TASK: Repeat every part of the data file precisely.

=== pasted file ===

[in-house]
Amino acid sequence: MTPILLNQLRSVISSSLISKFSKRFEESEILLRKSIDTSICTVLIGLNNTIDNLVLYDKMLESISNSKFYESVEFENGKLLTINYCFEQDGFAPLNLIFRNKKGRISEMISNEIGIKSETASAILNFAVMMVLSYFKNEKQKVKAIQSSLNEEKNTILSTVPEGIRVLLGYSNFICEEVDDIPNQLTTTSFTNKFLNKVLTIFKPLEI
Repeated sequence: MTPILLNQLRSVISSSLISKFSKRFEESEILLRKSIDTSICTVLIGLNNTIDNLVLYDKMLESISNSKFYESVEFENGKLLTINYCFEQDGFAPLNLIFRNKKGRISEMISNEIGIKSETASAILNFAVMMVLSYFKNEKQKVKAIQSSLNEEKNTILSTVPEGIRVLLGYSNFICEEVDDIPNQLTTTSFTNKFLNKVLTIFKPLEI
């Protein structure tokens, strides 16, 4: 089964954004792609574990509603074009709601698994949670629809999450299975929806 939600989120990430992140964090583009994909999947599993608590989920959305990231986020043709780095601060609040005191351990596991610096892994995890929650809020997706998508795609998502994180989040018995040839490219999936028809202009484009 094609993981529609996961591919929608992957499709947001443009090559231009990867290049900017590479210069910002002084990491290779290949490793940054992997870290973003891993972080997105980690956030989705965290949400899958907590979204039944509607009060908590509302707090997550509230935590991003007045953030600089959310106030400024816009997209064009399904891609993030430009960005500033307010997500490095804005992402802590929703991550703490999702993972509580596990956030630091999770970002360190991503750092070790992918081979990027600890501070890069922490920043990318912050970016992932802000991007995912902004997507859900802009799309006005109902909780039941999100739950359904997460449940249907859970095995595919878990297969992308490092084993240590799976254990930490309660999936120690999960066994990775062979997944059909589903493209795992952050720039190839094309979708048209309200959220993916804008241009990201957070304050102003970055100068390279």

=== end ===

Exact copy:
[in-house]
Amino acid sequence: MTPILLNQLRSVISSSLISKFSKRFEESEILLRKSIDTSICTVLIGLNNTIDNLVLYDKMLESISNSKFYESVEFENGKLLTINYCFEQDGFAPLNLIFRNKKGRISEMISNEIGIKSETASAILNFAVMMVLSYFKNEKQKVKAIQSSLNEEKNTILSTVPEGIRVLLGYSNFICEEVDDIPNQLTTTSFTNKFLNKVLTIFKPLEI
Repeated sequence: MTPILLNQLRSVISSSLISKFSKRFEESEILLRKSIDTSICTVLIGLNNTIDNLVLYDKMLESISNSKFYESVEFENGKLLTINYCFEQDGFAPLNLIFRNKKGRISEMISNEIGIKSETASAILNFAVMMVLSYFKNEKQKVKAIQSSLNEEKNTILSTVPEGIRVLLGYSNFICEEVDDIPNQLTTTSFTNKFLNKVLTIFKPLEI
């Protein structure tokens, strides 16, 4: 089964954004792609574990509603074009709601698994949670629809999450299975929806 939600989120990430992140964090583009994909999947599993608590989920959305990231986020043709780095601060609040005191351990596991610096892994995890929650809020997706998508795609998502994180989040018995040839490219999936028809202009484009 094609993981529609996961591919929608992957499709947001443009090559231009990867290049900017590479210069910002002084990491290779290949490793940054992997870290973003891993972080997105980690956030989705965290949400899958907590979204039944509607009060908590509302707090997550509230935590991003007045953030600089959310106030400024816009997209064009399904891609993030430009960005500033307010997500490095804005992402802590929703991550703490999702993972509580596990956030630091999770970002360190991503750092070790992918081979990027600890501070890069922490920043990318912050970016992932802000991007995912902004997507859900802009799309006005109902909780039941999100739950359904997460449940249907859970095995595919878990297969992308490092084993240590799976254990930490309660999936120690999960066994990775062979997944059909589903493209795992952050720039190839094309979708048209309200959220993916804008241009990201957070304050102003970055100068390279």